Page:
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# Phylip-formatted distance matrix

Phylip [1] is a widely popular collection of programs developed by Joseph Felsenstein at the University of Washington and includes a tool called dnadist [2]. This is a pretty standard format for representing a distance matrix and can be generated by MEGA, ARB, and pretty much every piece of software out there. The basic format of a phylip-formatted distance matrix is to have the number of sequences described by the distance matrix on the first row. Successive lines have the sequence name as well as the pairwise distance from that sequence to the other sequences. These matrices come in two flavors - a square matrix and a lower-triangular matrix.

## Square matrices

In the square matrix format each sequence listed in the distance matrix has all of the pairwise distances between it and every other distance in the sequence collection. If you were to look at the matrix, it would look like a square and the values along the diagonal from the top-left corner to the bottom-right corner would be zeros and that the triangles mirror each other.

The file 98_sq_phylip_amazon.dist is an example of a square matrix, which can be obtained from the AmazonData.zip zip file:

98 U68589 0.0000 0.3371 0.3610 0.4155 0.2873 0.2971 0.3922 0.3093 0.3201 0.3286 0.2572 0.3372 0.3018 0.3071 0.4777 0.3648 0.3204 0.3407 0.6434 0.4331 0.3762 0.3515 0.3733 0.3251 0.2890 0.3103 0.3070 0.3086 0.3250 0.3681 0.3250 0.2597 0.4092 0.2733 0.3488 0.3388 0.2899 0.4602 0.2873 0.3049 0.2936 0.3987 0.3235 0.3439 0.2703 0.3286 0.3607 0.3176 0.3073 0.3182 0.3152 0.3345 0.2594 0.5133 0.3212 0.3821 0.3390 0.3115 0.3411 0.3062 0.3437 0.3485 0.2439 0.3016 0.3715 0.3771 0.4282 0.3436 0.3635 0.3206 0.3771 0.3346 0.3287 0.4388 0.3095 0.3944 0.3345 0.3387 0.2283 0.3761 0.3489 0.2828 0.2816 0.2895 0.4601 0.2903 0.2259 0.3539 0.3016 0.3183 0.2369 0.3874 0.3297 0.3066 0.3654 0.3229 0.4123 0.3236 U68590 0.3371 0.0000 0.3783 0.3198 0.1690 0.3293 0.2732 0.3127 0.2668 0.2063 0.3287 0.3411 0.3238 0.2204 0.3626 0.2744 0.2012 0.3175 0.5300 0.3734 0.2947 0.2866 0.2931 0.2144 0.3049 0.2940 0.2963 0.3189 0.2282 0.2156 0.2282 0.2853 0.3831 0.2878 0.2485 0.3304 0.3313 0.3592 0.3143 0.2825 0.3082 0.2735 0.2652 0.2726 0.3239 0.2165 0.2818 0.2416 0.2304 0.2282 0.2555 0.2197 0.3572 0.5077 0.1781 0.2154 0.1337 0.2925 0.2802 0.2065 0.2254 0.3009 0.2699 0.2161 0.2744 0.3121 0.3651 0.2441 0.2394 0.3227 0.3310 0.3473 0.3072 0.4101 0.3002 0.2786 0.2197 0.3049 0.2742 0.3049 0.3049 0.2788 0.1909 0.2788 0.3798 0.3109 0.2812 0.2159 0.3104 0.2972 0.2872 0.3864 0.3073 0.1999 0.3135 0.2232 0.3135 0.3167 U68591 0.3610 0.3783 0.0000 0.4148 0.3362 0.3564 0.4275 0.3227 0.3521 0.3450 0.3697 0.1228 0.3730 0.3696 0.4679 0.3771 0.3241 0.3658 0.5488 0.4901 0.4507 0.3637 0.3966 0.3635 0.3113 0.3294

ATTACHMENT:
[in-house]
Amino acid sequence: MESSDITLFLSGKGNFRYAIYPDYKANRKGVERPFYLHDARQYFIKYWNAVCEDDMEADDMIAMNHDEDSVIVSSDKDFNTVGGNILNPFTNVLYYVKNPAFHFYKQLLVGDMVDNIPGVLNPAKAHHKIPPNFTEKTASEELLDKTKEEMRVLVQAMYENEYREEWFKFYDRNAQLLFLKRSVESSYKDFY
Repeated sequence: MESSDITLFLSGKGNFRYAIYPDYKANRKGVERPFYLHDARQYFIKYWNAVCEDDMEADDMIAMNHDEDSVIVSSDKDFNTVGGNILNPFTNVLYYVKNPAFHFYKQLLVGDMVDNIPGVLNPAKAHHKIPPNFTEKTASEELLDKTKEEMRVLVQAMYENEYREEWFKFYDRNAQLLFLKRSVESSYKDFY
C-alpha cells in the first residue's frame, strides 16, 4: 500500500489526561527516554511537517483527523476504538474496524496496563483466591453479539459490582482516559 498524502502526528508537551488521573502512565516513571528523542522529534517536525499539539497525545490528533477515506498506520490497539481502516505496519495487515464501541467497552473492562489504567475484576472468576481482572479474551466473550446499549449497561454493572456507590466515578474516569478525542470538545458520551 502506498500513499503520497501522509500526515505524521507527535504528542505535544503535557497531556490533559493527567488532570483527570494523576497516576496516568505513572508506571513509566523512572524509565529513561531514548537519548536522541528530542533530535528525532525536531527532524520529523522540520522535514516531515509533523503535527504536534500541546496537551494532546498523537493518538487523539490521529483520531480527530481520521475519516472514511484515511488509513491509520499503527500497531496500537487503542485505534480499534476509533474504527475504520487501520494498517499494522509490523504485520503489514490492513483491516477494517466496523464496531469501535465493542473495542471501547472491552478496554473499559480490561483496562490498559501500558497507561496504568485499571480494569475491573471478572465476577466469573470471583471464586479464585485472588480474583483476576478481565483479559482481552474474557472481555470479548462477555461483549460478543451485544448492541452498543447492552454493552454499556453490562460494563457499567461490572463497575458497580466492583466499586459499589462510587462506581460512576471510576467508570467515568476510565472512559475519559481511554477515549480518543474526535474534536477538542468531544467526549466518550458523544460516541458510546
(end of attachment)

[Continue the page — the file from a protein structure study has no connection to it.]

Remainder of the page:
## Lower-triangle matrices

Alternatively, to save some hard drive memory, a lower-triangle representation is possible. In this case the first line again has the number of sequences in the matrix. The difference is that each subsequent line has the distance between the sequence represented by the line and every sequence up to that sequence. So when you look at the matrix in a text editor, you'll notice that it contains the distances below the diagonal of zeros that you would have in a square matrix.

The file 98_lt_phylip_amazon.dist is an example of a square matrix:

98 U68589 U68590 0.3371 U68591 0.3609 0.3782 U68592 0.4155 0.3197 0.4148 U68593 0.2872 0.1690 0.3361 0.2842 U68594 0.2970 0.3293 0.3563 0.3325 0.2768

ARB exclusively generates lower triangular matrices. Although we are unaware of any software that produce upper triangle matrices, such a matrix would be the mirror of a lower triangle matrix. All of this discussion is somewhat unnecessary because as long as mothur knows that you are providing a phylip-formatted matrix, it can identify the shape of the matrix.